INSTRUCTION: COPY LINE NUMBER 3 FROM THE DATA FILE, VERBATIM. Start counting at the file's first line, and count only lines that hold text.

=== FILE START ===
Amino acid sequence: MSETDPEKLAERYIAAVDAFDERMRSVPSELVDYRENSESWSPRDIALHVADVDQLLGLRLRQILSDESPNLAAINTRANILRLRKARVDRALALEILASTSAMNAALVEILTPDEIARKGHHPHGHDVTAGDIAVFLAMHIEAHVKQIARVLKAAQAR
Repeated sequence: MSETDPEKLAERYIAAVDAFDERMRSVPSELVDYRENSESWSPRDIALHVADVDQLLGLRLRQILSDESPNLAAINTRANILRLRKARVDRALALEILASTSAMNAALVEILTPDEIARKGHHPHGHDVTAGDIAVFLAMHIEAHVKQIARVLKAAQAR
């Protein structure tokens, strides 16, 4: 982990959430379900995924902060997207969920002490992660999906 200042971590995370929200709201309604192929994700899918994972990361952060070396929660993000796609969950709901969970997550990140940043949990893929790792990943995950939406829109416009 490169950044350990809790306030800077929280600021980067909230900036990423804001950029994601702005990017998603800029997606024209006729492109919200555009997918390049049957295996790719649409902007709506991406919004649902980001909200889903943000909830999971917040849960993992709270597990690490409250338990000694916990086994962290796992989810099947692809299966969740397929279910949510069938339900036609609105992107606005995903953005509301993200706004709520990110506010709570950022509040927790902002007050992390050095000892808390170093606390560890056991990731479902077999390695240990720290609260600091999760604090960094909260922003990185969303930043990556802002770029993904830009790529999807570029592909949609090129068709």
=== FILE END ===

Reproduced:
């Protein structure tokens, strides 16, 4: 982990959430379900995924902060997207969920002490992660999906 200042971590995370929200709201309604192929994700899918994972990361952060070396929660993000796609969950709901969970997550990140940043949990893929790792990943995950939406829109416009 490169950044350990809790306030800077929280600021980067909230900036990423804001950029994601702005990017998603800029997606024209006729492109919200555009997918390049049957295996790719649409902007709506991406919004649902980001909200889903943000909830999971917040849960993992709270597990690490409250338990000694916990086994962290796992989810099947692809299966969740397929279910949510069938339900036609609105992107606005995903953005509301993200706004709520990110506010709570950022509040927790902002007050992390050095000892808390170093606390560890056991990731479902077999390695240990720290609260600091999760604090960094909260922003990185969303930043990556802002770029993904830009790529999807570029592909949609090129068709």